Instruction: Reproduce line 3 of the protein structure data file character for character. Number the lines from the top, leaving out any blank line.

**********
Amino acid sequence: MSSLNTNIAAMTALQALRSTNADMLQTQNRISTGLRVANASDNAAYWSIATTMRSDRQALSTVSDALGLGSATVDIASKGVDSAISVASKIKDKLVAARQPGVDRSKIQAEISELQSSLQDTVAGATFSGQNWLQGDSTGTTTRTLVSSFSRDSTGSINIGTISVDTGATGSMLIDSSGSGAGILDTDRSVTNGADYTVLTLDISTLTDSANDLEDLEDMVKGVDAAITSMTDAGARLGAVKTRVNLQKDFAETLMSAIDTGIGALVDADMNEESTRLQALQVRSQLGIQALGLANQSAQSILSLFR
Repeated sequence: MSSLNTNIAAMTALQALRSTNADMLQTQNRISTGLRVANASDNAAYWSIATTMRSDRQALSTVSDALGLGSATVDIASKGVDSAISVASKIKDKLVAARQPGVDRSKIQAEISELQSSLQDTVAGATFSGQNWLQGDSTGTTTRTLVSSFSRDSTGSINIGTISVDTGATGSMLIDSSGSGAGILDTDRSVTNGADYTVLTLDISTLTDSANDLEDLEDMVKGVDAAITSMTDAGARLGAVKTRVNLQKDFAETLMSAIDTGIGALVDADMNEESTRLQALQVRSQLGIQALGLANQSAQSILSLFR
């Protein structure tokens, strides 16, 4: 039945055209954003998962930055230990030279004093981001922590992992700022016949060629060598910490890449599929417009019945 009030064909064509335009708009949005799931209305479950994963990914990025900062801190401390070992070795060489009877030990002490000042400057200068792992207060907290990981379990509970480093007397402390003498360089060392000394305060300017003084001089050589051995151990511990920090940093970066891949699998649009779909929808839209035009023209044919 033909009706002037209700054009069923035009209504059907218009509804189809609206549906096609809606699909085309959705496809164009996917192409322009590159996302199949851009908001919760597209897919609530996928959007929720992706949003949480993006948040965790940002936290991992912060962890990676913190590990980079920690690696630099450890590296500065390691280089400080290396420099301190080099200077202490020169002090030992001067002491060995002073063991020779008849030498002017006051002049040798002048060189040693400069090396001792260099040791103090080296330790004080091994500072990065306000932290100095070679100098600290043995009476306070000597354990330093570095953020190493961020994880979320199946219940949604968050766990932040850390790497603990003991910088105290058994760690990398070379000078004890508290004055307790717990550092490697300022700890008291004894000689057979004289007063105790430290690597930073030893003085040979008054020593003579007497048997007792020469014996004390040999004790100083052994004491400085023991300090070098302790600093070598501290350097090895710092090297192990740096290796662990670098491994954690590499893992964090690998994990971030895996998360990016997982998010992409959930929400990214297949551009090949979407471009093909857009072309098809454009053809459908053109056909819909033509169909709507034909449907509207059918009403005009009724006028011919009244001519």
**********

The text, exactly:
């Protein structure tokens, strides 16, 4: 039945055209954003998962930055230990030279004093981001922590992992700022016949060629060598910490890449599929417009019945 009030064909064509335009708009949005799931209305479950994963990914990025900062801190401390070992070795060489009877030990002490000042400057200068792992207060907290990981379990509970480093007397402390003498360089060392000394305060300017003084001089050589051995151990511990920090940093970066891949699998649009779909929808839209035009023209044919 033909009706002037209700054009069923035009209504059907218009509804189809609206549906096609809606699909085309959705496809164009996917192409322009590159996302199949851009908001919760597209897919609530996928959007929720992706949003949480993006948040965790940002936290991992912060962890990676913190590990980079920690690696630099450890590296500065390691280089400080290396420099301190080099200077202490020169002090030992001067002491060995002073063991020779008849030498002017006051002049040798002048060189040693400069090396001792260099040791103090080296330790004080091994500072990065306000932290100095070679100098600290043995009476306070000597354990330093570095953020190493961020994880979320199946219940949604968050766990932040850390790497603990003991910088105290058994760690990398070379000078004890508290004055307790717990550092490697300022700890008291004894000689057979004289007063105790430290690597930073030893003085040979008054020593003579007497048997007792020469014996004390040999004790100083052994004491400085023991300090070098302790600093070598501290350097090895710092090297192990740096290796662990670098491994954690590499893992964090690998994990971030895996998360990016997982998010992409959930929400990214297949551009090949979407471009093909857009072309098809454009053809459908053109056909819909033509169909709507034909449907509207059918009403005009009724006028011919009244001519």